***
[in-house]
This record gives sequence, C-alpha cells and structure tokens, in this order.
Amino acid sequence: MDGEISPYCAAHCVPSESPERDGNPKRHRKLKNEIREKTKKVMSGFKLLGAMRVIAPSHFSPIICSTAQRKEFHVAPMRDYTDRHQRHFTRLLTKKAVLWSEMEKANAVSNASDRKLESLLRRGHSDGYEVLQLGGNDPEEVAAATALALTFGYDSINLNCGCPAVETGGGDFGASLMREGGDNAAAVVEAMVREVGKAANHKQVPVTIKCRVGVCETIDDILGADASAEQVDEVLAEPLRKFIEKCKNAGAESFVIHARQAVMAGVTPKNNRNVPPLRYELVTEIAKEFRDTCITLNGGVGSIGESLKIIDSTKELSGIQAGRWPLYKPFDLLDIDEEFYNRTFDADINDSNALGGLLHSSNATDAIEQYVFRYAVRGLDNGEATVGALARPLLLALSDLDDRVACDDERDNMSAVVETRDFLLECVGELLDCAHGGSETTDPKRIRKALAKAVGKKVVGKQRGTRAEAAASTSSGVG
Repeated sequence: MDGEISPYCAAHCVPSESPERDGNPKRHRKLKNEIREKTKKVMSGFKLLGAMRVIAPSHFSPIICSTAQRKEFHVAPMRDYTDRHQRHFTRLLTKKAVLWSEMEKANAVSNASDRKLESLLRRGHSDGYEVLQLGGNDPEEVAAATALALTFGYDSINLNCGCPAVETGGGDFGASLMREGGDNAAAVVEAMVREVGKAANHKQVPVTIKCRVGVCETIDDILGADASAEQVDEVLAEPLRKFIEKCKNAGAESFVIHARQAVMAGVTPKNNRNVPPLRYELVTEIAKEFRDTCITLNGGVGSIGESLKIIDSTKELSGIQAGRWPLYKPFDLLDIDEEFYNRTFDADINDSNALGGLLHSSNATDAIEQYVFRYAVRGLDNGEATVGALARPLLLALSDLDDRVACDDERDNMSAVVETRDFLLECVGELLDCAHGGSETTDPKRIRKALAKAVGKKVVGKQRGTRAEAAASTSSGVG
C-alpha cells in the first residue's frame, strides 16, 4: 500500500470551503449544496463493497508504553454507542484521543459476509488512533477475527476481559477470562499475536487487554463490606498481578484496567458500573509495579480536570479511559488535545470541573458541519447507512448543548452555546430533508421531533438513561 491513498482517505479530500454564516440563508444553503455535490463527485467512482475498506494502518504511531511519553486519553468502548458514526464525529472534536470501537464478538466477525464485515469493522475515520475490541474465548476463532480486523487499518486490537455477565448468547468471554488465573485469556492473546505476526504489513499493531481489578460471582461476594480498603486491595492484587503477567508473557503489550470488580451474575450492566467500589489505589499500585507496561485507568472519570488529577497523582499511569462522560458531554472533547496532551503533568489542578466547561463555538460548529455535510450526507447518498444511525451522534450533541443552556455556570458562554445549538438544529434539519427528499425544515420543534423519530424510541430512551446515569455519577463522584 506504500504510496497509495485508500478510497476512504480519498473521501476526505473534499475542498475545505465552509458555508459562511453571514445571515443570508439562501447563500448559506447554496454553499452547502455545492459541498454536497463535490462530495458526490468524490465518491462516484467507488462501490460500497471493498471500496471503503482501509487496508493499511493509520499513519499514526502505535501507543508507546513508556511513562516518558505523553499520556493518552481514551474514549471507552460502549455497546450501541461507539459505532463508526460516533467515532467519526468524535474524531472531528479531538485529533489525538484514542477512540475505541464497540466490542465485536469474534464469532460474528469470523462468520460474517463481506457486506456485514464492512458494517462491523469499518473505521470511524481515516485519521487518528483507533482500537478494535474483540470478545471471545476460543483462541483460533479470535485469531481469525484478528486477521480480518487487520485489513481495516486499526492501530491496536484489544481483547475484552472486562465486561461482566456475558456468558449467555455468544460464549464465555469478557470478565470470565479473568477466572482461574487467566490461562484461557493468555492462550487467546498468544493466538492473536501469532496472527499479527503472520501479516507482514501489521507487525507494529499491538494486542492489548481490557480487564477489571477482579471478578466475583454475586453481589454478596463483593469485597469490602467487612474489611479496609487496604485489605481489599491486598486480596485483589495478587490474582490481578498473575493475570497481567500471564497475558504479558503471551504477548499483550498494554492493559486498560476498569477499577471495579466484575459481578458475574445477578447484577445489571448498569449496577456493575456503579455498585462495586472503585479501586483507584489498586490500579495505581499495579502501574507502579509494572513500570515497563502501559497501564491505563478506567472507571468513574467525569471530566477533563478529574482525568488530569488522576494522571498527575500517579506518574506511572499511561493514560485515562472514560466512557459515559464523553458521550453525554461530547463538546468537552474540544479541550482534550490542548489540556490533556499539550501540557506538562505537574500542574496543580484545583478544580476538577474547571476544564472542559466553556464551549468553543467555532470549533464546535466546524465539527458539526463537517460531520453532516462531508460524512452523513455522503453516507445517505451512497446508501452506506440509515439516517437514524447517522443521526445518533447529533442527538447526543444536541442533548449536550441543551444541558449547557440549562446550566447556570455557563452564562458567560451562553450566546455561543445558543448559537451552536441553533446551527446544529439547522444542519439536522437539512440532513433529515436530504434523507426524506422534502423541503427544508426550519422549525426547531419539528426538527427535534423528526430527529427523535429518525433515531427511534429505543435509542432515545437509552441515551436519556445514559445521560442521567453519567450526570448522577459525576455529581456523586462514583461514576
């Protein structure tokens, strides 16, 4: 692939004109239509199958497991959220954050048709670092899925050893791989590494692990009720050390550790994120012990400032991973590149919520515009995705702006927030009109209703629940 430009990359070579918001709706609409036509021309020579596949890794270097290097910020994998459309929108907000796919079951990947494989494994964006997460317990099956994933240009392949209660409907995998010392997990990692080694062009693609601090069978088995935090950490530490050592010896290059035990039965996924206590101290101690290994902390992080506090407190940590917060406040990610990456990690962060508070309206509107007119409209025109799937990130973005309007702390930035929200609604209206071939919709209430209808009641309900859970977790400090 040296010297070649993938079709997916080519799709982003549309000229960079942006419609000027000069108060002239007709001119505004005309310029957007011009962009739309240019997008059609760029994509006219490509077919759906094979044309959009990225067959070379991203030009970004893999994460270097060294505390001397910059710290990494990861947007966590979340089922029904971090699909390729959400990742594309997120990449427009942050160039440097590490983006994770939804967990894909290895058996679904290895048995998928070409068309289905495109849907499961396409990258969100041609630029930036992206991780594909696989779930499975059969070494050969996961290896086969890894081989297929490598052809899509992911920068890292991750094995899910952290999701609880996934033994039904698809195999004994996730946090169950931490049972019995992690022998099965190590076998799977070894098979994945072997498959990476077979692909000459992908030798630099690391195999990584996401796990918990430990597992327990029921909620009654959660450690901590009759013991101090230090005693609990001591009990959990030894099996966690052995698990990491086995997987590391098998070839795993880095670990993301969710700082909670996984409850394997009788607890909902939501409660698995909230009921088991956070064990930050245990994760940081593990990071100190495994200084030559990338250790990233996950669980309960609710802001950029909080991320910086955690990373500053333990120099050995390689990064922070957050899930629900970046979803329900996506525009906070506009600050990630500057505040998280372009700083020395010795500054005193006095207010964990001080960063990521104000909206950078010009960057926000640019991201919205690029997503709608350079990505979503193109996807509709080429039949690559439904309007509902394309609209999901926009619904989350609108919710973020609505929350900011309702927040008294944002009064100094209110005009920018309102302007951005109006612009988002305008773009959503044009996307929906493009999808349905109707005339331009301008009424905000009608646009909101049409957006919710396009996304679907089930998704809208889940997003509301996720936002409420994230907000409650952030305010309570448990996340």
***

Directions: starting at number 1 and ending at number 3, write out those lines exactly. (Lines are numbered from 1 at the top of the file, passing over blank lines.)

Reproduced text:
[in-house]
This record gives sequence, C-alpha cells and structure tokens, in this order.
Amino acid sequence: MDGEISPYCAAHCVPSESPERDGNPKRHRKLKNEIREKTKKVMSGFKLLGAMRVIAPSHFSPIICSTAQRKEFHVAPMRDYTDRHQRHFTRLLTKKAVLWSEMEKANAVSNASDRKLESLLRRGHSDGYEVLQLGGNDPEEVAAATALALTFGYDSINLNCGCPAVETGGGDFGASLMREGGDNAAAVVEAMVREVGKAANHKQVPVTIKCRVGVCETIDDILGADASAEQVDEVLAEPLRKFIEKCKNAGAESFVIHARQAVMAGVTPKNNRNVPPLRYELVTEIAKEFRDTCITLNGGVGSIGESLKIIDSTKELSGIQAGRWPLYKPFDLLDIDEEFYNRTFDADINDSNALGGLLHSSNATDAIEQYVFRYAVRGLDNGEATVGALARPLLLALSDLDDRVACDDERDNMSAVVETRDFLLECVGELLDCAHGGSETTDPKRIRKALAKAVGKKVVGKQRGTRAEAAASTSSGVG